We saw some rare intracompany conflict this week, with Fox Sports’ Katie Nolan using a segment of her Garbage Time television show to blast a FoxSports.com piece from co-worker Clay Travis’ “Outkick The Coverage” vertical. The piece, entitled “How To Land A Husband At The Masters,” was written by Rebecca Johnson (who some figured wasn’t real, but does in fact exist). It’s drawn plenty of scorn from across the internet, arguably even more than we’ve seen with previous controversial pieces from Travis and his site.

The more interesting issue here, though, may be what this says about Fox’s overall deal with Travis, in particular their agreement to license Outkick The Coverage’s content and run it on FoxSports.com with apparently little to no editorial control.

Travis said in the past that his current OKTC/FoxSports.com agreement ends June 30, 2015; we don’t know when his other arrangements with Fox, in particular his TV deal, expire. Is Fox Sports likely to keep a lightning rod like Travis around and potentially even expand his role at the network (in a page out of the Skip Bayless playbook) even if there is public criticism that comes from colleagues? Is it wise for Fox to give Travis the amount of editorial freedom he says he has? And could Travis’ outspoken and controversial pieces hurt the network’s ability to attract and retain talent and/or future rights deals?

There are obviously some benefits for Fox in being associated with Travis. For one thing, he has a significant profile in the sports world and his OKTC posts seemingly bring substantial traffic. Last summer (the interview was done in May, the pieces ran in July), he told Nate Rau of The Tennessean that “We’re probably going to do 2 million unique readers in the month of May, which will be the biggest month we’ve ever done. … By the time it gets to be August, September, October and football season is up and running, we could be 4 million uniques.”

Those aren’t numbers that can be easily written off, and controversial pieces like this Masters one only enhance that, if anything. That’s why Travis tweeted Monday that the hate makes him rich:

Are the numbers as good as Travis told Rau, though? Their interview was about a year after he joined Fox, making those numbers not easy to verify independently as OKTC is now part of FoxSports.com’s overall traffic. According to Travis himself, though, it seems the expected growth during football season didn’t materialize. In January, he wrote about various sports websites’ December comScore numbers, saying that Fox Sports and The Sporting News (they teamed up in July 2014) had 56.65 million unique visitors and that “Outkick typically run [sic] between 1 and 2 million uniques a month on our internal numbers.” Traffic may have grown since then, but that’s not 4 million, and it also doesn’t make OKTC the site’s central pillar.

That raises questions about how much Travis is getting from this Fox deal (he told Rau OKTC has made him a “multimillionaire,” but that doesn’t appear to have been independently verified, and that may be a valuation of the site for a potential acquisition rather than a description of its revenue) and whether he’s worth all the criticism and controversy that comes with those pageviews. Having that traffic is certainly nice, but OKTC regularly stirs up significant controversy that hurts the image of Fox Sports. Consider the way Travis gave credibility to the Jameis Winston point-shaving rumor while at Fox, or the comments he made before joining Fox about current co-worker Erin Andrews (although they now appear to have patched things up), or his infamous boob draft.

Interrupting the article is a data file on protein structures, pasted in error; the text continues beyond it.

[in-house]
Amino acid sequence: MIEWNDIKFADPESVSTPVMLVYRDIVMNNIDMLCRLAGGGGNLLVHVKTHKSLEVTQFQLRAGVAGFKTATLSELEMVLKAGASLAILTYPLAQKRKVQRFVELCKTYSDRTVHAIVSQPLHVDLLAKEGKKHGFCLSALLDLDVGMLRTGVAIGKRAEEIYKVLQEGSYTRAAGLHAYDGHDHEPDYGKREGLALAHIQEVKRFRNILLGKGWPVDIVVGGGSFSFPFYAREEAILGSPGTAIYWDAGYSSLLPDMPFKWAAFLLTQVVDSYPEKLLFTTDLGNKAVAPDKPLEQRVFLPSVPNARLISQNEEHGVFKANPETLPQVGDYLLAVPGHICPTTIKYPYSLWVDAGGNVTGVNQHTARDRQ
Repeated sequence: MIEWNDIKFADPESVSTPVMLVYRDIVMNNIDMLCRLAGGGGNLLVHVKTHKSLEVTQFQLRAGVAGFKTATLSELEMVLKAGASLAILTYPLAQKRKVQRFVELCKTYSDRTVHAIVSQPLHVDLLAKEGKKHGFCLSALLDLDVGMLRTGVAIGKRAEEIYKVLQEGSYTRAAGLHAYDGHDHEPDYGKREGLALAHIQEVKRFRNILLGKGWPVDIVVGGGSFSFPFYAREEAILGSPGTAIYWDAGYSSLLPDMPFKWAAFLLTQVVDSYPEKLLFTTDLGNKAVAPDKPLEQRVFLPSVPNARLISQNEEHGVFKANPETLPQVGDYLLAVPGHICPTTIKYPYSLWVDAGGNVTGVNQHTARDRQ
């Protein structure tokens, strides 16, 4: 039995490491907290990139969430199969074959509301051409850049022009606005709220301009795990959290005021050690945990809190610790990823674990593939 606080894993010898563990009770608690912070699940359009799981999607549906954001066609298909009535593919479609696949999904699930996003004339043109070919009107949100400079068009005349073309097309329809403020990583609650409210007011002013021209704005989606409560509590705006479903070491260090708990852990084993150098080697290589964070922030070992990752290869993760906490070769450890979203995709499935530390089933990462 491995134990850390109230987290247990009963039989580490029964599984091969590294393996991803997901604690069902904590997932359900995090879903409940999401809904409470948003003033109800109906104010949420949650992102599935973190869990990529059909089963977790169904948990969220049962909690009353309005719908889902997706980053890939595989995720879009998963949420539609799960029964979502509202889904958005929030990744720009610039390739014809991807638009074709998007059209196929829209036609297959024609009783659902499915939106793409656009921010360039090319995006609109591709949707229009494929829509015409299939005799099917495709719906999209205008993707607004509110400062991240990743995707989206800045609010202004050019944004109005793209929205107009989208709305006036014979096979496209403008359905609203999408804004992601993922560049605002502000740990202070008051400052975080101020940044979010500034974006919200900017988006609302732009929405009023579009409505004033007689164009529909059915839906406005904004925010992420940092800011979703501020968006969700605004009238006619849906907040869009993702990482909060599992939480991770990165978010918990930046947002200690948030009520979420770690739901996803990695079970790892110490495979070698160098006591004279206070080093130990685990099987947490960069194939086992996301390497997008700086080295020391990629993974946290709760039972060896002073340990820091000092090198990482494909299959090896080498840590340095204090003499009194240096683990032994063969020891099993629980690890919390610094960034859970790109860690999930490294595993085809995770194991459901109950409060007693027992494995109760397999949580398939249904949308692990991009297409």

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Travis’ work is far different from what you’d find on most major mainstream sports websites, like this March mailbag about dildos, blow jobs and more. Imagine that appearing under an ESPN banner. It gets hits, though, and that feeds into what Travis told Rau in response to those who see his work as lowbrow:

I enjoy low brow, would be an answer. Two girls get in a fight at Steeplechase, a cat fight, I think it’s the best. It’s awesome. The butt-chugging press conference at UT – almost all of our most popular stuff is not really technically sports. Our top-10 dumbest fan bases, millions of people read that stuff. It’s entertainment and most people get it. I would equate it is running a site is a lot like on a tiny level being a movie studio. If you’re going to do ‘Shakespeare In Love,’ what gives you the opportunity to do that is that ‘Godzilla’ is going to do $4 billion in revenue. It’s not like ‘Godzilla’ is redefining what is possible with cinematic art, but it makes so much money it gives you the opportunity to do whatever you want. The funny papers are not exactly the same as editorial page, but they allow the opportunity for everything to exist.

It’s not just Travis’ own work that should be discussed here. Running pieces from OKTC contributors on FoxSports.com, such as the Johnson one on the Masters that kicked off this firestorm in the first place, also carries issues. OKTC obviously doesn’t print every piece they’re sent, and there’s presumably editing involved (from Travis and/or Lori Kelly, OKTC’s second staffer; the submit button on OKTC under “The Bullpen” sends an e-mail to her), but they approved this Masters one. That approval wasn’t out of left field, either: Johnson’s piece fits with some of OKTC’s brand (which is likely why some wrongly assumed that Travis himself wrote it) and isn’t that different from other things they’ve posted about the Masters. Thus, even though this was something Travis didn’t write or even necessarily edit himself, it wound up on his site, and it fits in with that site’s content.